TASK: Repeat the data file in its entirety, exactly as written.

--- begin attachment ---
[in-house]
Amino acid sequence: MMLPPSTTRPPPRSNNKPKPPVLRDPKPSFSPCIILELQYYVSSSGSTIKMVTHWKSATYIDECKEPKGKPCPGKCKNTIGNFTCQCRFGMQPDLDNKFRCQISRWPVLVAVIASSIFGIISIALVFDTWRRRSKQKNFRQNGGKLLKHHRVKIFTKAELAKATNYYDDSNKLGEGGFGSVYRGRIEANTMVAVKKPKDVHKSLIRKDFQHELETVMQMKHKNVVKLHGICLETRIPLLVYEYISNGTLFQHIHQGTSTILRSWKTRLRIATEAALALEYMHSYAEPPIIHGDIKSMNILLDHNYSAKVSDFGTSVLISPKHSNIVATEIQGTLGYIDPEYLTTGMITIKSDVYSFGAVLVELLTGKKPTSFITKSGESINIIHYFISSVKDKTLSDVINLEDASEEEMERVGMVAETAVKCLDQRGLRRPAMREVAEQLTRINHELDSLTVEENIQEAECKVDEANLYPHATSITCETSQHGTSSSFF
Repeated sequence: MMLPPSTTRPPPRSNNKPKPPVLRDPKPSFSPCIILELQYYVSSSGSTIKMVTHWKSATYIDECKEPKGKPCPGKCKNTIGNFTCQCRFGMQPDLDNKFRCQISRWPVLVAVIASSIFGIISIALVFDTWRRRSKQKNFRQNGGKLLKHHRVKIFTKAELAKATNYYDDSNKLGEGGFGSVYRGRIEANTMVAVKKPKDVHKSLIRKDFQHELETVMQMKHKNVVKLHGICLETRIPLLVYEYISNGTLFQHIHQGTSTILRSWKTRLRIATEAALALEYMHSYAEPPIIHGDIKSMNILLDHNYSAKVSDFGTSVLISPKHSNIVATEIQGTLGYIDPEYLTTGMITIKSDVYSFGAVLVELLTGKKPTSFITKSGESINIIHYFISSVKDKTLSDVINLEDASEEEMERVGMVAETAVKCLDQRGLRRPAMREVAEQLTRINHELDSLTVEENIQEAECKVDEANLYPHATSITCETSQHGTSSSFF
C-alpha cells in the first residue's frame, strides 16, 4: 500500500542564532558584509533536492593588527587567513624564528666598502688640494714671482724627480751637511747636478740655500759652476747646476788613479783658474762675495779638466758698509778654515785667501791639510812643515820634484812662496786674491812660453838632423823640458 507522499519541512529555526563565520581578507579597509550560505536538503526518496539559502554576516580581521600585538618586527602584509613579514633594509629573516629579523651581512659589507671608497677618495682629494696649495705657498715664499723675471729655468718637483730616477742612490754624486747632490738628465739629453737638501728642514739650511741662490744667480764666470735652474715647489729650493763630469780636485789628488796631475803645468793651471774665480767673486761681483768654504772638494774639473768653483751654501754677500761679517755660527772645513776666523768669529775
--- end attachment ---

[in-house]
Amino acid sequence: MMLPPSTTRPPPRSNNKPKPPVLRDPKPSFSPCIILELQYYVSSSGSTIKMVTHWKSATYIDECKEPKGKPCPGKCKNTIGNFTCQCRFGMQPDLDNKFRCQISRWPVLVAVIASSIFGIISIALVFDTWRRRSKQKNFRQNGGKLLKHHRVKIFTKAELAKATNYYDDSNKLGEGGFGSVYRGRIEANTMVAVKKPKDVHKSLIRKDFQHELETVMQMKHKNVVKLHGICLETRIPLLVYEYISNGTLFQHIHQGTSTILRSWKTRLRIATEAALALEYMHSYAEPPIIHGDIKSMNILLDHNYSAKVSDFGTSVLISPKHSNIVATEIQGTLGYIDPEYLTTGMITIKSDVYSFGAVLVELLTGKKPTSFITKSGESINIIHYFISSVKDKTLSDVINLEDASEEEMERVGMVAETAVKCLDQRGLRRPAMREVAEQLTRINHELDSLTVEENIQEAECKVDEANLYPHATSITCETSQHGTSSSFF
Repeated sequence: MMLPPSTTRPPPRSNNKPKPPVLRDPKPSFSPCIILELQYYVSSSGSTIKMVTHWKSATYIDECKEPKGKPCPGKCKNTIGNFTCQCRFGMQPDLDNKFRCQISRWPVLVAVIASSIFGIISIALVFDTWRRRSKQKNFRQNGGKLLKHHRVKIFTKAELAKATNYYDDSNKLGEGGFGSVYRGRIEANTMVAVKKPKDVHKSLIRKDFQHELETVMQMKHKNVVKLHGICLETRIPLLVYEYISNGTLFQHIHQGTSTILRSWKTRLRIATEAALALEYMHSYAEPPIIHGDIKSMNILLDHNYSAKVSDFGTSVLISPKHSNIVATEIQGTLGYIDPEYLTTGMITIKSDVYSFGAVLVELLTGKKPTSFITKSGESINIIHYFISSVKDKTLSDVINLEDASEEEMERVGMVAETAVKCLDQRGLRRPAMREVAEQLTRINHELDSLTVEENIQEAECKVDEANLYPHATSITCETSQHGTSSSFF
C-alpha cells in the first residue's frame, strides 16, 4: 500500500542564532558584509533536492593588527587567513624564528666598502688640494714671482724627480751637511747636478740655500759652476747646476788613479783658474762675495779638466758698509778654515785667501791639510812643515820634484812662496786674491812660453838632423823640458 507522499519541512529555526563565520581578507579597509550560505536538503526518496539559502554576516580581521600585538618586527602584509613579514633594509629573516629579523651581512659589507671608497677618495682629494696649495705657498715664499723675471729655468718637483730616477742612490754624486747632490738628465739629453737638501728642514739650511741662490744667480764666470735652474715647489729650493763630469780636485789628488796631475803645468793651471774665480767673486761681483768654504772638494774639473768653483751654501754677500761679517755660527772645513776666523768669529775